The article analyzes Eleanor Roosevelt's intricate and innovative relationship with American arts during a time when Americans did not believe yet in the power of the arts in making (and un-making) political and diplomatic statements. Focusing on the collaboration between the First Lady and the modern dancer Martha Graham, it also proves that their partnership and its valuable and long lasting outcomes qualify them as pioneers of American cultural diplomacy. As the article shows, Roosevelt invited Martha Graham to perform "American Document" at the White House when the USA was contemplating its entrance in the Second World War. Like in the case of Marion Anderson's invitation, Graham's performance of modernism and patriotism was by no means a social event, but a conscientious decision to use the arts in the service of politics and diplomacy. The article follows Roosevelt's visionary involvement in the inception of American cultural diplomacy during the early fifties, when the former First Lady, now a recognized politician and savvy diplomat on her own, used her prestige and connections in helping Graham during her tours in Europe. Accompanied by the American Ambassador David Bruce, Roosevelt attended Graham's opening night in Paris, during the dancer's difficult first European tour in 1950. Subsequently, when Roosevelt's old friend, Queen Juliana of the Netherlands, visited Hyde Park in 1952, she orchestrated the Queen's meeting with Graham in New York City. On the occasion of Graham's second European tour, in 1954, the Queen attended one of her performances, which was an unprecedented diplomatic and audience success for the dancer and American diplomacy in Europe. Based on research in archives, as well as public and private collections from the USA, The Netherlands, Britain and France, the article is not only a historical reconstruction of a special collaboration, but also an homage to the two fascinating First Ladies - of politics and dance - who pioneered American cultural diplomacy.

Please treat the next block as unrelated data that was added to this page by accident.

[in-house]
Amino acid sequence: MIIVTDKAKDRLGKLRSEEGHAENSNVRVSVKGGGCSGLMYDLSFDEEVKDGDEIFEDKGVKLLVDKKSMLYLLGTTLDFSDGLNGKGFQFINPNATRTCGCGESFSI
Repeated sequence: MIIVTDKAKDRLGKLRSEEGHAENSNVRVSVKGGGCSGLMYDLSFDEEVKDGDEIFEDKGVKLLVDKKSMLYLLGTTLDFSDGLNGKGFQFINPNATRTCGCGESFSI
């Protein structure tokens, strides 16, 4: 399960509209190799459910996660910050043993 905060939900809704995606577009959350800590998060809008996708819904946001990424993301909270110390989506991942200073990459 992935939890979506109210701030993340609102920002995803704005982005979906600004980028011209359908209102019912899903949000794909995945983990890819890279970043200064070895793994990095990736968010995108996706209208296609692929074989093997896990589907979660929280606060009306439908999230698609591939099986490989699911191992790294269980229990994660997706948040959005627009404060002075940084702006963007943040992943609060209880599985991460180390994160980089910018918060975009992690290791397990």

Eleanor Roosevelt at the United Nations: "Diplomacy from Below" and the Search for a New Transatlantic Dialogue


In 1945, Truman appointed Eleanor Roosevelt as a member of the American delegation to the first session of the United Nations in an effort to send a signal to the many associations who wanted to have a role in the redefinition of the post-war democratic order. ER' s commitment to peace and social justice was an expression of internationalism 'from below', which was convinced that the challenge to enlarge and make democracy more inclusive, more respectful of gender, racial, and ethnic differences had to be won not only in the domestic political sphere but also in the international one. The paper will explore the intrinsic contradiction which was at the root of ER' s engagement in the UN. On the one hand, she was conscious of her official status as American officer and the symbol of the American democratic model; on the other, her will to give expression and voice to the questions posed by American and European civic associations and their commitment to democracy, social justice and human rights in the growing Cold War climate provoked tensions and ambiguities that proved difficult to solve.

"And with all she lived with casual unawareness of her value to civilization": Close-reading Eleanor Roosevelt's Autofabrication